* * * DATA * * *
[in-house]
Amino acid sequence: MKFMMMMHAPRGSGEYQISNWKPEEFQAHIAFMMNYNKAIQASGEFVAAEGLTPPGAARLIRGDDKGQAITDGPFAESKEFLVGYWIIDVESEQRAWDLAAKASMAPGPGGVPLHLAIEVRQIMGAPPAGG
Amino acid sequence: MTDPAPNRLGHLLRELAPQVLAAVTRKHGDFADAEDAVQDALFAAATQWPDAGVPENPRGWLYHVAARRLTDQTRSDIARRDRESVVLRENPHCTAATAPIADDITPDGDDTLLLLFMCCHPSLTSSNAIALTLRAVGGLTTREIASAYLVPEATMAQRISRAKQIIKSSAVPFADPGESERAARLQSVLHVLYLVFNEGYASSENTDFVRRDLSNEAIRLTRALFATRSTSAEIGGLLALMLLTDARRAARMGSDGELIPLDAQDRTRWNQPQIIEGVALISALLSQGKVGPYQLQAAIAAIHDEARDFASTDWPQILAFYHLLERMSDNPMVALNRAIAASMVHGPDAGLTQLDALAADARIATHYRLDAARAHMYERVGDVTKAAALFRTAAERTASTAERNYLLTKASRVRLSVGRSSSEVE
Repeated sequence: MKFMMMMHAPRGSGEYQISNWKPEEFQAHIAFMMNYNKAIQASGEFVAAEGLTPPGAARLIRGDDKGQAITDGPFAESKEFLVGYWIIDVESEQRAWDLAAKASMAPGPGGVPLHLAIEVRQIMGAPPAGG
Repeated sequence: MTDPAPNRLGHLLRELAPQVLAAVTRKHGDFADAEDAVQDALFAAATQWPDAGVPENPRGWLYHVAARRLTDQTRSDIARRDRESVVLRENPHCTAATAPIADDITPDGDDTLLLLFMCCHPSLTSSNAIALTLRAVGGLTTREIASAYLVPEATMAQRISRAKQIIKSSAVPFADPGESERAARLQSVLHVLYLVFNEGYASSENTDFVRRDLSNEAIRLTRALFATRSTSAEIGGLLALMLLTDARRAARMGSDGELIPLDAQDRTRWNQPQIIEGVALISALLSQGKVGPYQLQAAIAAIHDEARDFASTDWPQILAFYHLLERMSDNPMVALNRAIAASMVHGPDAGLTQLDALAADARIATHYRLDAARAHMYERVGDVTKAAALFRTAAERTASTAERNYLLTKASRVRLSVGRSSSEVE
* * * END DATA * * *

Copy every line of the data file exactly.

[in-house]
Amino acid sequence: MKFMMMMHAPRGSGEYQISNWKPEEFQAHIAFMMNYNKAIQASGEFVAAEGLTPPGAARLIRGDDKGQAITDGPFAESKEFLVGYWIIDVESEQRAWDLAAKASMAPGPGGVPLHLAIEVRQIMGAPPAGG
Amino acid sequence: MTDPAPNRLGHLLRELAPQVLAAVTRKHGDFADAEDAVQDALFAAATQWPDAGVPENPRGWLYHVAARRLTDQTRSDIARRDRESVVLRENPHCTAATAPIADDITPDGDDTLLLLFMCCHPSLTSSNAIALTLRAVGGLTTREIASAYLVPEATMAQRISRAKQIIKSSAVPFADPGESERAARLQSVLHVLYLVFNEGYASSENTDFVRRDLSNEAIRLTRALFATRSTSAEIGGLLALMLLTDARRAARMGSDGELIPLDAQDRTRWNQPQIIEGVALISALLSQGKVGPYQLQAAIAAIHDEARDFASTDWPQILAFYHLLERMSDNPMVALNRAIAASMVHGPDAGLTQLDALAADARIATHYRLDAARAHMYERVGDVTKAAALFRTAAERTASTAERNYLLTKASRVRLSVGRSSSEVE
Repeated sequence: MKFMMMMHAPRGSGEYQISNWKPEEFQAHIAFMMNYNKAIQASGEFVAAEGLTPPGAARLIRGDDKGQAITDGPFAESKEFLVGYWIIDVESEQRAWDLAAKASMAPGPGGVPLHLAIEVRQIMGAPPAGG
Repeated sequence: MTDPAPNRLGHLLRELAPQVLAAVTRKHGDFADAEDAVQDALFAAATQWPDAGVPENPRGWLYHVAARRLTDQTRSDIARRDRESVVLRENPHCTAATAPIADDITPDGDDTLLLLFMCCHPSLTSSNAIALTLRAVGGLTTREIASAYLVPEATMAQRISRAKQIIKSSAVPFADPGESERAARLQSVLHVLYLVFNEGYASSENTDFVRRDLSNEAIRLTRALFATRSTSAEIGGLLALMLLTDARRAARMGSDGELIPLDAQDRTRWNQPQIIEGVALISALLSQGKVGPYQLQAAIAAIHDEARDFASTDWPQILAFYHLLERMSDNPMVALNRAIAASMVHGPDAGLTQLDALAADARIATHYRLDAARAHMYERVGDVTKAAALFRTAAERTASTAERNYLLTKASRVRLSVGRSSSEVE